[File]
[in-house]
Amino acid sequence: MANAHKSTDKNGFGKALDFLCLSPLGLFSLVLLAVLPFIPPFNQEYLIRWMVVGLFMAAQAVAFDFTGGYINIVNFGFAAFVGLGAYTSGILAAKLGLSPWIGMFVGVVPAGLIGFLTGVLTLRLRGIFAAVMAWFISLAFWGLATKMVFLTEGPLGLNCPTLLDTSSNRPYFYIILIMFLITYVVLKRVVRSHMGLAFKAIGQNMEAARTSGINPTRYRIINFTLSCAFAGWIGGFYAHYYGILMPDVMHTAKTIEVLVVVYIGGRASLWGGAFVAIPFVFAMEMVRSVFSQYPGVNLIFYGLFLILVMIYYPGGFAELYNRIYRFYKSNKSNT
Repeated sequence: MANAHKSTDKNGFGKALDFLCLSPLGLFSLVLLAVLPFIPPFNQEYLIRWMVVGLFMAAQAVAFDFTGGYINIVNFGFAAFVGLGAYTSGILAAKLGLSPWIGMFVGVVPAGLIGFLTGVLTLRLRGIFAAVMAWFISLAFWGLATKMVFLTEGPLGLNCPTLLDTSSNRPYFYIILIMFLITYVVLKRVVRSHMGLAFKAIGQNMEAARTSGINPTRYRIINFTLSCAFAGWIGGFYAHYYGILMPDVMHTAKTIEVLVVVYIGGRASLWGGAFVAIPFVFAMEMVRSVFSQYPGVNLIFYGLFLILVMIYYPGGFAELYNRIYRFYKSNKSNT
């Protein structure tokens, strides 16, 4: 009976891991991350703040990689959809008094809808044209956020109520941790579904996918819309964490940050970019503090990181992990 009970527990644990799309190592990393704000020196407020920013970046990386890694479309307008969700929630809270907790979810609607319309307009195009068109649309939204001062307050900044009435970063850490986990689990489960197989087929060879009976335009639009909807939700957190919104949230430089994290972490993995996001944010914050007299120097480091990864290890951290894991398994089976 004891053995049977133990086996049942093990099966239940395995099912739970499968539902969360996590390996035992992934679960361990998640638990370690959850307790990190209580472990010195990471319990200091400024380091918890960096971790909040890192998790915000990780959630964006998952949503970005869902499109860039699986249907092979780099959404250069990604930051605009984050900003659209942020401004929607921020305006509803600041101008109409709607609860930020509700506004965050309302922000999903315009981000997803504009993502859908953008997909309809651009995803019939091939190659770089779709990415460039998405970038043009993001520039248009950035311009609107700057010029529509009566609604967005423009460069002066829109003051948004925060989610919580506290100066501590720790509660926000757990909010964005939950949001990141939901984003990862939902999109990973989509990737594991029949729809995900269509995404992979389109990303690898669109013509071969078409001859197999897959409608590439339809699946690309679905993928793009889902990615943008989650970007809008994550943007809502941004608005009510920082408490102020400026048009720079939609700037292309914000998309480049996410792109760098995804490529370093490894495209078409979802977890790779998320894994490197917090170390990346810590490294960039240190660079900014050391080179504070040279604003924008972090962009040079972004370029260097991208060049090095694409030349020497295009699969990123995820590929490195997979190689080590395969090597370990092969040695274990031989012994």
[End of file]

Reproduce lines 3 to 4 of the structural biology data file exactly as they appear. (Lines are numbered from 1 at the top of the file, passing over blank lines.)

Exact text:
Repeated sequence: MANAHKSTDKNGFGKALDFLCLSPLGLFSLVLLAVLPFIPPFNQEYLIRWMVVGLFMAAQAVAFDFTGGYINIVNFGFAAFVGLGAYTSGILAAKLGLSPWIGMFVGVVPAGLIGFLTGVLTLRLRGIFAAVMAWFISLAFWGLATKMVFLTEGPLGLNCPTLLDTSSNRPYFYIILIMFLITYVVLKRVVRSHMGLAFKAIGQNMEAARTSGINPTRYRIINFTLSCAFAGWIGGFYAHYYGILMPDVMHTAKTIEVLVVVYIGGRASLWGGAFVAIPFVFAMEMVRSVFSQYPGVNLIFYGLFLILVMIYYPGGFAELYNRIYRFYKSNKSNT
């Protein structure tokens, strides 16, 4: 009976891991991350703040990689959809008094809808044209956020109520941790579904996918819309964490940050970019503090990181992990 009970527990644990799309190592990393704000020196407020920013970046990386890694479309307008969700929630809270907790979810609607319309307009195009068109649309939204001062307050900044009435970063850490986990689990489960197989087929060879009976335009639009909807939700957190919104949230430089994290972490993995996001944010914050007299120097480091990864290890951290894991398994089976 004891053995049977133990086996049942093990099966239940395995099912739970499968539902969360996590390996035992992934679960361990998640638990370690959850307790990190209580472990010195990471319990200091400024380091918890960096971790909040890192998790915000990780959630964006998952949503970005869902499109860039699986249907092979780099959404250069990604930051605009984050900003659209942020401004929607921020305006509803600041101008109409709607609860930020509700506004965050309302922000999903315009981000997803504009993502859908953008997909309809651009995803019939091939190659770089779709990415460039998405970038043009993001520039248009950035311009609107700057010029529509009566609604967005423009460069002066829109003051948004925060989610919580506290100066501590720790509660926000757990909010964005939950949001990141939901984003990862939902999109990973989509990737594991029949729809995900269509995404992979389109990303690898669109013509071969078409001859197999897959409608590439339809699946690309679905993928793009889902990615943008989650970007809008994550943007809502941004608005009510920082408490102020400026048009720079939609700037292309914000998309480049996410792109760098995804490529370093490894495209078409979802977890790779998320894994490197917090170390990346810590490294960039240190660079900014050391080179504070040279604003924008972090962009040079972004370029260097991208060049090095694409030349020497295009699969990123995820590929490195997979190689080590395969090597370990092969040695274990031989012994």